An enormous black worm that lives in the mud of the sea floor and survives on the remnants of noxious gases digested by bacteria has been unveiled by scientists for the first time.
The slimy giant shipworm can grow up to 155 centimetres (five feet) in length, despite living a sedentary life in ocean sediment and apparently eating nothing more than the waste products of the micro-organisms that live in its gills.
"We are amazed. This is the first time we saw a shipworm as large as this. Usually, shipworms are only as short as a matchstick and are white," Filipino marine biologist Julie Albano told AFP.
The shipworm is a not actually a worm at all, but a bivalve -- like mussels and clams -- and has its own brittle, tusk-like shell.
Also known by its scientific name Kuphus Polythalamia, the mollusc is radically different from its smaller shipworm cousins, which burrow in -- and digest -- wood.
Researchers who analysed the creature found that although it had its own digestive system, this was shrunken and appeared to be largely redundant.
Instead, Kuphus Polythalamia relies on bacteria that live in its gills, which digest hydrogen sulphide -- a gas that smells of rotten eggs -- from the mud and emit traces of carbon.
The process is photosynthesis in plants, where they take carbon dioxide from the air, use the carbon to grow and expel oxygen as a by-product.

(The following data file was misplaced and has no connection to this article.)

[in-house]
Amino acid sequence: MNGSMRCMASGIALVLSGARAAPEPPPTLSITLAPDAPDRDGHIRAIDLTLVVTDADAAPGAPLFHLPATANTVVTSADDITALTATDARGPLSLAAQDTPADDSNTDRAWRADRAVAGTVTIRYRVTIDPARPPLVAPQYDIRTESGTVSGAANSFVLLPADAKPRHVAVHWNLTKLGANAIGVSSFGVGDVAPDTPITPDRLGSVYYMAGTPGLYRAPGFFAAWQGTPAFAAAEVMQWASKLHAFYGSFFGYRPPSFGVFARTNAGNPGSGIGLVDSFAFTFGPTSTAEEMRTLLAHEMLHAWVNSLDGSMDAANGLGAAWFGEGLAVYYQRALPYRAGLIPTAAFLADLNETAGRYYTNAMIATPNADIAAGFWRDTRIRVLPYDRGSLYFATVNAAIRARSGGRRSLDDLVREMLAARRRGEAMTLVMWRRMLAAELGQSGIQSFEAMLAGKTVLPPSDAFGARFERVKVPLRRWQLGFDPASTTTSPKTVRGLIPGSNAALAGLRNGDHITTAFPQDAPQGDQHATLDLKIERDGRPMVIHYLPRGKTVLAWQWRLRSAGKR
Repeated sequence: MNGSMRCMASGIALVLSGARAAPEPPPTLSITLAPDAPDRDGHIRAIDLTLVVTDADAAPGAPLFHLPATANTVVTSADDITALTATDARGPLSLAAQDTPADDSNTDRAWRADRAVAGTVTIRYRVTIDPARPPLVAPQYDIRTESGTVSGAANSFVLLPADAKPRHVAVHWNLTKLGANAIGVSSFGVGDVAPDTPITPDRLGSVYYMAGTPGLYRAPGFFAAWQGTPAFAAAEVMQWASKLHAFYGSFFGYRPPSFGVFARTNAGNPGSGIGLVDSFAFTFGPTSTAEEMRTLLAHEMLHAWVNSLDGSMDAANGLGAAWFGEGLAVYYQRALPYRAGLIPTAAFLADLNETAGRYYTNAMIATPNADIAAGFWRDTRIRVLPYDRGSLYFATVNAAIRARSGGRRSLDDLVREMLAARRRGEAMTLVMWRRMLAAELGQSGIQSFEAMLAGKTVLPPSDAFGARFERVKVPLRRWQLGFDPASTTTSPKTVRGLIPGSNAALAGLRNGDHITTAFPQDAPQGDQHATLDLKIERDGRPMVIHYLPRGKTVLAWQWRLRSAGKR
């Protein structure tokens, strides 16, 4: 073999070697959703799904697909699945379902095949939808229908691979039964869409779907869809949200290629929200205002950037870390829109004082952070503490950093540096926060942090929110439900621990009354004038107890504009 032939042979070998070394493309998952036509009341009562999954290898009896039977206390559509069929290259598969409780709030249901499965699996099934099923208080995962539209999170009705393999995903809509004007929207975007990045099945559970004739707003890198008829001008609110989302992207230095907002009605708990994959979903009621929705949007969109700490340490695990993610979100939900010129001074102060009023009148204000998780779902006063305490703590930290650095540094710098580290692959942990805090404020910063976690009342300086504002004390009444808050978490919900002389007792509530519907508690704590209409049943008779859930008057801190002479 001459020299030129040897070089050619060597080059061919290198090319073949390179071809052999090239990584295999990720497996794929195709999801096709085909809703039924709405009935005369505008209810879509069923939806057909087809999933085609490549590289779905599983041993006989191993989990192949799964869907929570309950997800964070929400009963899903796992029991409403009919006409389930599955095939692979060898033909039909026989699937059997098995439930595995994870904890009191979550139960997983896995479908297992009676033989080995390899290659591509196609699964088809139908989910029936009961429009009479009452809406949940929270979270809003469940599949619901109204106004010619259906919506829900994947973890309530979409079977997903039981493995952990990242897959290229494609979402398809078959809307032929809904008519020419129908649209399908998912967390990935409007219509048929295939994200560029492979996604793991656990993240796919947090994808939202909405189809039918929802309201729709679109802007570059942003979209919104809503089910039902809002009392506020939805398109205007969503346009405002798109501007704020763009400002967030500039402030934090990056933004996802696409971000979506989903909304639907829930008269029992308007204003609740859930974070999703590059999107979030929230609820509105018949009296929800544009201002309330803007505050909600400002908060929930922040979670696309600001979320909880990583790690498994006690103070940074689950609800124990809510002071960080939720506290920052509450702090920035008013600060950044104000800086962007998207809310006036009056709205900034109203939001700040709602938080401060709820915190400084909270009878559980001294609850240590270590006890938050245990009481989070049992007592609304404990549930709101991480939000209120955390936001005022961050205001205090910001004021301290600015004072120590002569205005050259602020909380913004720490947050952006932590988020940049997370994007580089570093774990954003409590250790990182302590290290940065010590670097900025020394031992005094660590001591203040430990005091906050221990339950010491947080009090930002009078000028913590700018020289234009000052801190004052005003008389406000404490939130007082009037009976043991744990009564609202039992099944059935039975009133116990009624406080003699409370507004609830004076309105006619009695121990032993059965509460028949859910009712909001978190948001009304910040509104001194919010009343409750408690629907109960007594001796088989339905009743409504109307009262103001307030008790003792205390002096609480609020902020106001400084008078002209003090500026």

"We suspected the giant shipworm was radically different from other wood-eating shipworms. Finding the animal confirmed that," said Margo Haygood, a research professor at the University of Utah who also took part in the study.
The discovery of the giant shipworm, a species never before studied, marked the first time scientists had live specimens in hand, according to an article published this week in American journal Proceedings of the National Academy of Sciences.
"This remarkable species remains to be fully described and explained," the journal said.
Albano said the giant shipworm was found in the coastal town of Kalamansig in southern Sultan Kudarat province and its bacteria are now being studied for possible pharmaceutical use.
While the odd-looking animals are new to international marine scientists, Albano said, local people have clearly known all about them for years.
"The shipworm is edible, tastes like an octopus," she said. "Locals eat it and it serves as an aphrodisiac for them."
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